This editorial was published by the Everett (Wash.) Herald.

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Monday, the United States hit its expected — and likely underestimated — milestone of 1 million deaths caused by the COVID-19 virus since the disease’s first official diagnosis was reported for a Snohomish County man who was treated in late January 2020 at Providence Regional Medical Center Everett.

The man, then 35, was treated for about two weeks and sent home.

So many more were not as fortunate.

Of those 1 million deaths, more than 12,800 deaths have been recorded among Washington state residents during the course of the pandemic. The death toll in Snohomish County, as of May 13, was listed as 1,146. And very few individuals can claim to have known no one who has died because of COVID-19 or whose family and friends have not felt serious impacts from the pandemic.

And yet, COVID-19’s various counts — case rates, hospitalizations and deaths — continue to tick away. Even as the worst of the initial omicron variant’s wave has ebbed, a new sub-variant of omicron is showing signs of resurgence. While far from the worst of omicron’s initial surge in mid-January, COVID-19 case rates are increasing in several regions of the U.S., including Washington and Oregon, with 90,000 new cases reported each day nationwide, a 60% increase in the last two weeks, The New York Times reported Monday.

Though more slowly than new cases, hospitalizations also are increasing. According to reports from the Snohomish Health District, 34 patients were reported hospitalized for COVID-19 in county hospitals as of May 13, although none was on a ventilator, a significant increase from the 14 hospitalized a month earlier.

With few exceptions, most of us have pocketed our face masks, if we even carry them. And rates for vaccinations and boosters are edging up only at glacial rates. Statewide, nearly 82% of those ages 5 and older have received at least one dose, according to the state Department of Health, and about 74% are fully vaccinated. But vaccination rates for children nationwide continue to lag; only four in 10 parents of children ages 5 to 11 report their children as having been vaccinated, according to the Kaiser Family Foundation coronavirus tracker, with nearly a third of parents — 32% — adamant that they won’t seek a vaccine for their child.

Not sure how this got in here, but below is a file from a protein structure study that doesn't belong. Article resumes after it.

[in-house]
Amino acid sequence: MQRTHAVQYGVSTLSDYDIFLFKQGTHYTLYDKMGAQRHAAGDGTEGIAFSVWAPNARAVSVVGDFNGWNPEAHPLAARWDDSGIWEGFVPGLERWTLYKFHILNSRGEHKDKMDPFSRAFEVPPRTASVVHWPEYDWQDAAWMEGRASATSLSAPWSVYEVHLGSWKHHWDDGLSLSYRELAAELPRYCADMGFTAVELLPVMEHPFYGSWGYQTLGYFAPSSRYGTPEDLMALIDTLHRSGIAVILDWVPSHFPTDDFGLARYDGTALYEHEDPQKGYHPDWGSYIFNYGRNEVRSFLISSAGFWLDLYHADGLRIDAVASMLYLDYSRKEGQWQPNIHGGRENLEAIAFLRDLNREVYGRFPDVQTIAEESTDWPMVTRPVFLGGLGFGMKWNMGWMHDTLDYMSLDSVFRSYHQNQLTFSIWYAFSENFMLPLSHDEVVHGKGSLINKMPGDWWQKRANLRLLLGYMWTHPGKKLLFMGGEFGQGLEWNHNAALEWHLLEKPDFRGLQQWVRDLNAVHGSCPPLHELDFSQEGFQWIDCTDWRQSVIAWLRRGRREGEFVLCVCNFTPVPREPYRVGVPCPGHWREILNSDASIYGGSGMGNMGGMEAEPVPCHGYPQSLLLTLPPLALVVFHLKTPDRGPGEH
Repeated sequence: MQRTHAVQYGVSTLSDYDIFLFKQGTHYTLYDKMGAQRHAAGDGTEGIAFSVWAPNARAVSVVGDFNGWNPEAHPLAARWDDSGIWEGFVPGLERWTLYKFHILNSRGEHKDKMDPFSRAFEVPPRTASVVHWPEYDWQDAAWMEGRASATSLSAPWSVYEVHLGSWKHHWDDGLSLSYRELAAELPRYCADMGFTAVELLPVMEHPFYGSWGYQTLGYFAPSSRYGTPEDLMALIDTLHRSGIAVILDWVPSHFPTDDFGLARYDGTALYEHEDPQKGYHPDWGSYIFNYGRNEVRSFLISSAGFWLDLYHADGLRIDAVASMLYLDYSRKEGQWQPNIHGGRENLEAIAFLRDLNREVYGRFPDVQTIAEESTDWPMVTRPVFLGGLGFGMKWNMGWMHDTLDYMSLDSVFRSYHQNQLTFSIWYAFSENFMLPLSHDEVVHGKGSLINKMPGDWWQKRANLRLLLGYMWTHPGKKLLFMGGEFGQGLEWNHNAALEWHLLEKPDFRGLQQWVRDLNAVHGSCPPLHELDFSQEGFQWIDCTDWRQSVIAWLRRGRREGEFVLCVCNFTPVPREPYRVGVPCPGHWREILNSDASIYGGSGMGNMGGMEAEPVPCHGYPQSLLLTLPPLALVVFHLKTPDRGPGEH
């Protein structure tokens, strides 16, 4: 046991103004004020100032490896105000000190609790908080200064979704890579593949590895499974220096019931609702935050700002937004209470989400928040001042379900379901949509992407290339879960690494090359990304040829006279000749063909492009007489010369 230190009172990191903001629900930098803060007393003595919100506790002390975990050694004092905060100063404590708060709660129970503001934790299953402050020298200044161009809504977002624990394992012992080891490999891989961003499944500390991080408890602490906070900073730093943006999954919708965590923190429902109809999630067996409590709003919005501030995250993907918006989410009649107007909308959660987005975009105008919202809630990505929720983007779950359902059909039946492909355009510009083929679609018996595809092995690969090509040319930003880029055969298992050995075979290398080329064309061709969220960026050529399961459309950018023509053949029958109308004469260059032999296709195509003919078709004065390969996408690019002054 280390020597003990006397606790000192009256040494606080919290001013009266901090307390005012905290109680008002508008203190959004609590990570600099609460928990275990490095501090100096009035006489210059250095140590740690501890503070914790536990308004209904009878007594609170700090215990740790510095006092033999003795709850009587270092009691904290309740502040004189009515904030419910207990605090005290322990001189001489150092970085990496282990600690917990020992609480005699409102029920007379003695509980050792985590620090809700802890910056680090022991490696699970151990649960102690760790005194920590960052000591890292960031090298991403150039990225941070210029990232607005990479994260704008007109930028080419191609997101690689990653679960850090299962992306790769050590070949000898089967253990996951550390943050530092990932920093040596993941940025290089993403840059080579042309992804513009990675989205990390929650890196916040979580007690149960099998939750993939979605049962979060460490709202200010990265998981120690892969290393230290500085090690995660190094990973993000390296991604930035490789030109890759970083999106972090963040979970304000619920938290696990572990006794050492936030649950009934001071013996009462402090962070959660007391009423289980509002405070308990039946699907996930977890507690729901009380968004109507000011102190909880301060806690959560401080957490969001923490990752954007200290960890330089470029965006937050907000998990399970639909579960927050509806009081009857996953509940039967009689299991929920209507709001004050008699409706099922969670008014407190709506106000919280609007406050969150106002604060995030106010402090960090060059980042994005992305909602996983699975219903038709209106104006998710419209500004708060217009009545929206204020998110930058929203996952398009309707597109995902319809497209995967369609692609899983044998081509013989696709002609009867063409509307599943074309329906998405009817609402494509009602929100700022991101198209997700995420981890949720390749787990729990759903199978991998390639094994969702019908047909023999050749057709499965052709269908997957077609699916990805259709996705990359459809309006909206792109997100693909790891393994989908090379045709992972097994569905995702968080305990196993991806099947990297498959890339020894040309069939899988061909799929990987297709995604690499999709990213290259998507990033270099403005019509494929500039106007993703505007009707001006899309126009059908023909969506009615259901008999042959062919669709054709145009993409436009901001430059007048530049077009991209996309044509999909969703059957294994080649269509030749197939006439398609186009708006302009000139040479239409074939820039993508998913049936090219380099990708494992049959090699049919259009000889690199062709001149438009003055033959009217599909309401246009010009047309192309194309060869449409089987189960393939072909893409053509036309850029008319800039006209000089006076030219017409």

That hesitancy — even outright rejection of available COVID-19 vaccines — brought us to that 1 million mark far sooner than it had to be.

An analysis by researchers at Brown University and Microsoft AI health, shared with National Public Radio, estimated that more than 318,000 U.S. COVID-19 deaths might have been avoided if the nation had been able to reach a near-100% vaccination rate. Researchers calculated the peak vaccination rate for each state, then assumed that rate’s continuation until all adults for a state would have been vaccinated. Of the 641,000 Americans who died since the availability of COVID-19 vaccines, an estimated 318,981 deaths could have been averted, the research showed.

The state-by-state data makes the unavoidable observation that the nation’s “red and blue” political divide marked the greatest difference among vaccine acceptance among states, as well as observation of masking and other social distancing recommendations and requirements.

Among the states with the highest per capital rates of avoidable deaths were the red states of West Virginia (2,338 preventable deaths per 1 million adults), Wyoming, Tennessee, Kentucky and Oklahoma. While blue states, including Washington, D.C., (285 avoidable deaths per 1 million) Massachusetts, Puerto Rico, Vermont and Hawaii had the lowest per capital rates for avoidable deaths.

Washington state’s preventable deaths, among the low end of the range, were estimated at 890 deaths per 1 million adults, for a total of 5,299 deaths that might have been avoided.

While that observation will surprise few after more than a year of debates about vaccines and masking, it makes the argument — even as it’s clear that COVID-19 is not nearly through with us, even if we’re through with it — that care and caution still are necessary.

Those who have not been vaccinated or have balked at vaccinating children 5 and older should reconsider; and at the very least should talk to their doctor. While the vaccine does not provide absolute certainty against being infected with the virus, it greatly reduces the likelihood of serious illness, hospitalization and death.

As more of us return to our workplaces, voluntary use of masks and safe distances should be considered as well as our contact with others increases.

And, finally, Congress — which has correctly recognized the worldwide threat posed by Russia’s unprovoked attack on Ukraine and is expected to soon authorize $40 billion in additional aid to that country — now also needs to make an investment of at least half that amount to continue the fight in the U.S. against COVID-19 to boost supplies of vaccines, testing supplies and treatments, including Paxlovid, which the Biden administration pledged would be made available soon after a positive COVID-19 test.

Our fight against COVID-19 has been long, costly and physically and emotionally exhausting. But it is not over. Not as long as those numbers continue to tick by.

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